Fighting hunger takes center stage at Elon summit
Dozens of campus & community advocates gathered Feb. 19 to share ideas and coordinate efforts for alleviating local hunger.
With chronic hunger harming nearly one out of every five Alamance County residents, campus and community leaders gathered Tuesday evening to discuss collaborative efforts that push back against the problem.
The Hunger Summit at Elon University featured keynote remarks from April Durr ‘01, a former human services major now serving as executive director of Healthy Alamance, a coalition of nonprofits and service agencies whose missions are to promote healthy lifestyle habits and nutrition in the greater Alamance County community.
Durr shared data from the 2011 Alamance Community Assessment with about 70 students, professors, staff members and activists in the university's new Lakeside Meeting Rooms. In the United States, about one in seven people confront hunger challenges every day, defined as the inability to meet sufficient basic dietary needs. “It’s at an individual level that results from food insecurity,” she said.
In Alamance County, 19 percent of the population is “food insecure,” she said.
Also, more than half of students enrolled in the Alamance-Burlington School System are using the free and reduced lunch program, Durr said. She then cited data from a 2011 Elon University Poll that found 64 percent of Alamance County residents knew someone in their family or a close friend who does not have enough money to pay bills.
A significant number of local residents live in a “food desert” where access to healthy food from a grocery store is more than a mile away, and for those without money, snack foods or fast food is the only viable and affordable option. Durr said that such factors make it tough for families to make sound nutritional choices.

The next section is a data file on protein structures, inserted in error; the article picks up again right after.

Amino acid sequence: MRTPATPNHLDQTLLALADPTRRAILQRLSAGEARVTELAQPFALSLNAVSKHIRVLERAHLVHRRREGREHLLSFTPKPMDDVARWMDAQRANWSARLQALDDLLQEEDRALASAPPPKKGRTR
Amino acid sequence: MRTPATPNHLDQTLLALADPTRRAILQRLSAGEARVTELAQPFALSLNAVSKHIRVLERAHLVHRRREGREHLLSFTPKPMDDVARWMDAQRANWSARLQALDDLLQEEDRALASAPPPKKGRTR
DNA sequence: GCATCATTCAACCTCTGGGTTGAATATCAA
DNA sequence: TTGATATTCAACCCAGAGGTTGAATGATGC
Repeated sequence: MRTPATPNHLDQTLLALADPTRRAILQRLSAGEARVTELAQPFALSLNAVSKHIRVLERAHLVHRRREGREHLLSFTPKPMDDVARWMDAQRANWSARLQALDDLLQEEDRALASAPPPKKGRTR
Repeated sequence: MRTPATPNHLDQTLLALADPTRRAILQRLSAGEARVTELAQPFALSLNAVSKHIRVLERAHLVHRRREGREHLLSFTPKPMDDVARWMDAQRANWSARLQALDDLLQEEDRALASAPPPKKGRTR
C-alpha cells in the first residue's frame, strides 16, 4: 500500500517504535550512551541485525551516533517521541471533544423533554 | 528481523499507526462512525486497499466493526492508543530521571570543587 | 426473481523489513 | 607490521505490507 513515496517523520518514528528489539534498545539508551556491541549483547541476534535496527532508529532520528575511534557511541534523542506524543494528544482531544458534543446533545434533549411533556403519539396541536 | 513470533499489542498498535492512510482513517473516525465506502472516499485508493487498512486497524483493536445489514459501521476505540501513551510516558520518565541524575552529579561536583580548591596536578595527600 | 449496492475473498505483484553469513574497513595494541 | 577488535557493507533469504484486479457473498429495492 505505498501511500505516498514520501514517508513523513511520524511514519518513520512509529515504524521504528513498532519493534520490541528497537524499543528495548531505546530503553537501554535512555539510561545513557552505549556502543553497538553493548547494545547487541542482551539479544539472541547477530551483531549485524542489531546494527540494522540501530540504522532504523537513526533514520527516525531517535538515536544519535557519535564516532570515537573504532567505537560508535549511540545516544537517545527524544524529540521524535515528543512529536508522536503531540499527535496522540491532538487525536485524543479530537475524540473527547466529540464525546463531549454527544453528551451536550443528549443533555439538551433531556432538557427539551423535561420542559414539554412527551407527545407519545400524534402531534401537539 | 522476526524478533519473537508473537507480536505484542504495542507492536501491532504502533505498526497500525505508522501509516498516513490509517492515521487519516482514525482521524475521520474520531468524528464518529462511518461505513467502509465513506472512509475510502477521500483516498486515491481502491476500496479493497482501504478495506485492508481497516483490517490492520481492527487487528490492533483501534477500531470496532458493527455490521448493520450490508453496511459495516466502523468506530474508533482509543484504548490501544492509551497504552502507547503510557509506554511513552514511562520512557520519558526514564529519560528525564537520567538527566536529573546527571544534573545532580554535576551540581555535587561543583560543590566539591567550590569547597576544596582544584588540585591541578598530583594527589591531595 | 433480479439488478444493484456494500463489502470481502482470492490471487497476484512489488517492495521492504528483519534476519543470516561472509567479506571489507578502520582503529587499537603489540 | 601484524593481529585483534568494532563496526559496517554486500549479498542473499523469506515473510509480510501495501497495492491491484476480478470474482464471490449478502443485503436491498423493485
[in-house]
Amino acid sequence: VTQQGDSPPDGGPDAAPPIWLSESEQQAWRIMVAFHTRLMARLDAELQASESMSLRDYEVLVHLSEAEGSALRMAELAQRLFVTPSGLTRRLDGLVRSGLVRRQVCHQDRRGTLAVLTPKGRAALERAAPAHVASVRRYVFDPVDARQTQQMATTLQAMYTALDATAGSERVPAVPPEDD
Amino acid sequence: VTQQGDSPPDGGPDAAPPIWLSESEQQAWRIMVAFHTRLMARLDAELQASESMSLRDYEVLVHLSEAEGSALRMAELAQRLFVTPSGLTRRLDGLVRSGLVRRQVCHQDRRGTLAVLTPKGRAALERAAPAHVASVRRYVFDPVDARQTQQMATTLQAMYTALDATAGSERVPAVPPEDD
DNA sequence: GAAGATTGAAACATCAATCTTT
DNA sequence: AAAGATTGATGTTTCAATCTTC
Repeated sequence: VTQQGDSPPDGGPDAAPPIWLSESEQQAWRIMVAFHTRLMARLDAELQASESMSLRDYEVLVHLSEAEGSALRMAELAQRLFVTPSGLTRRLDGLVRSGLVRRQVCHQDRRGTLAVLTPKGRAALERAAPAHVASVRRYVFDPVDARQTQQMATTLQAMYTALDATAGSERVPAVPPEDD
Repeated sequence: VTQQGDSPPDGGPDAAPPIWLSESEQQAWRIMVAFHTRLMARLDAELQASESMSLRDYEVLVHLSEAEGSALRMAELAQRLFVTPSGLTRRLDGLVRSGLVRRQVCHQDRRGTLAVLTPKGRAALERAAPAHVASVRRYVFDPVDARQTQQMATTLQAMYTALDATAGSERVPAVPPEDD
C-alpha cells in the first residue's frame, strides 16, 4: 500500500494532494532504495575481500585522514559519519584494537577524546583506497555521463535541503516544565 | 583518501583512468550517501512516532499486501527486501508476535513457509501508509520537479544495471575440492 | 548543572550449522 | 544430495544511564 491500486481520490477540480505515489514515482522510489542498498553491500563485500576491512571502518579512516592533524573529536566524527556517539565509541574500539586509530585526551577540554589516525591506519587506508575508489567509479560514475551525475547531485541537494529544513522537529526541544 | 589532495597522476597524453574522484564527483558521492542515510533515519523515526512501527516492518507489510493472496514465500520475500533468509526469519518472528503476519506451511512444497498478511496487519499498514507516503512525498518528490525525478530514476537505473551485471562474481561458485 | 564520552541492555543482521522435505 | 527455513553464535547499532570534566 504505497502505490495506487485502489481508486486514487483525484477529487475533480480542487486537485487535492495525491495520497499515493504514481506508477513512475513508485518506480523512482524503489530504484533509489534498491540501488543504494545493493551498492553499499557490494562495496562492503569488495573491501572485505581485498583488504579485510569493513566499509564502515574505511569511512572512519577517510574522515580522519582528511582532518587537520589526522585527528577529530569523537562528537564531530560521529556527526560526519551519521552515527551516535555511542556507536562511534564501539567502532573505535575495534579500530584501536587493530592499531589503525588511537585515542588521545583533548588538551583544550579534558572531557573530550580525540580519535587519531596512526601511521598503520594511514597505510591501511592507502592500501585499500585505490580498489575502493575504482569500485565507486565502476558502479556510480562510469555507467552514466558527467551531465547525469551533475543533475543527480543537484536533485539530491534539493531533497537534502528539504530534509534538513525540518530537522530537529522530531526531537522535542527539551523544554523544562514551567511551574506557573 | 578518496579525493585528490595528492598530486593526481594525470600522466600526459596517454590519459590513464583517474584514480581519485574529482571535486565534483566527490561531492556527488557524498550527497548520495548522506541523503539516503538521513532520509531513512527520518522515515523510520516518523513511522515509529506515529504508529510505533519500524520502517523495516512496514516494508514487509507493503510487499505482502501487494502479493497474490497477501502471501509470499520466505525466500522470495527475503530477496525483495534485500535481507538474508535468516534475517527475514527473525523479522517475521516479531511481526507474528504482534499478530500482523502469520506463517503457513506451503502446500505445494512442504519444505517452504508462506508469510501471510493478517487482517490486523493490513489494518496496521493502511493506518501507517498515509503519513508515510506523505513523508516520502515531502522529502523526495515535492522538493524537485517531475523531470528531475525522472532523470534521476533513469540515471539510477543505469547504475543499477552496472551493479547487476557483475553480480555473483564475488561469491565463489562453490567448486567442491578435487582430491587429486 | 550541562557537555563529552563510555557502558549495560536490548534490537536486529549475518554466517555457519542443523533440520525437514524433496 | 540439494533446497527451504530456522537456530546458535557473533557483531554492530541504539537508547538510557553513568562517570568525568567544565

“More and more people are becoming aware of healthy foods and are more aware of what they’re putting into their children’s diet,” she said. “If you’re dealing with hunger and you’re trying to think about the health consequences of what you’re able to eat, you can see how that would be stressful for a family.”
Elon University runs several programs through a variety of academic and Student Life offices that address hunger both locally and abroad. Steve Moore, a lecturer in the Department of Environmental Studies who teaches agroecology, shared many of these programs before participants broke into small groups for brainstorming additional ideas.
The existing efforts include:
- Campus Kitchen
- Leaders in Collaborative Service (LINCS)
- Stop Hunger Now
- Powell Community Garden
- Loy Farm
- Elon Academy
- A recently awarded grant to help senior citizens
- Ongoing food drop-off at the library
- Turkey Trot 5K race to collect canned goods in the fall
- A forthcoming Peace Corps partnership with the university to help teach students about sustainable agricultural and development needs
Moore offered other suggestions to examine in the months and years ahead, from mobile farmers markets to considering a new minor at the university in food and hunger studies.
“We are a very small part of the Alamance community,” he said. “It’s important for us to realize the humble part that we play, and hopefully important part, in meeting and helping our fellow citizens and community members. They’re the ones who should really be the main players in directing our activities.
“If we engage with them and share our excitement with the resources we can bring, we can be really useful. The outcome of eliminating hunger in Alamance County would be a really neat goal.”
Elon's Hunger Summit follows in the wake of the Campus Compact Hunger Summit hosted by the university last fall. That forum attracted faculty and students from colleges across North Carolina.
For more information about the Hunger Summit and ideas for moving forward, contact the Kernodle Center for Service Learning and Community Engagement at (336) 278-7250 or email@example.com. Moore can be reached at firstname.lastname@example.org.